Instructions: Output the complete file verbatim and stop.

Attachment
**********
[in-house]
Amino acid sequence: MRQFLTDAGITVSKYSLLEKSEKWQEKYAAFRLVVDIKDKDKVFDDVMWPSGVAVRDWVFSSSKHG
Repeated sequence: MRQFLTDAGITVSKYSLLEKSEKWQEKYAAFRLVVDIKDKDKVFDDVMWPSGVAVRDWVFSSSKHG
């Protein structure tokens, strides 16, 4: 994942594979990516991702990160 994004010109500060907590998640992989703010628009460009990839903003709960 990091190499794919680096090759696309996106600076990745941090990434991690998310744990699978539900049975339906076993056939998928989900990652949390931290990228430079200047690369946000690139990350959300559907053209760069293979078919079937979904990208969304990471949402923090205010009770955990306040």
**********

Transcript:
[in-house]
Amino acid sequence: MRQFLTDAGITVSKYSLLEKSEKWQEKYAAFRLVVDIKDKDKVFDDVMWPSGVAVRDWVFSSSKHG
Repeated sequence: MRQFLTDAGITVSKYSLLEKSEKWQEKYAAFRLVVDIKDKDKVFDDVMWPSGVAVRDWVFSSSKHG
């Protein structure tokens, strides 16, 4: 994942594979990516991702990160 994004010109500060907590998640992989703010628009460009990839903003709960 990091190499794919680096090759696309996106600076990745941090990434991690998310744990699978539900049975339906076993056939998928989900990652949390931290990228430079200047690369946000690139990350959300559907053209760069293979078919079937979904990208969304990471949402923090205010009770955990306040």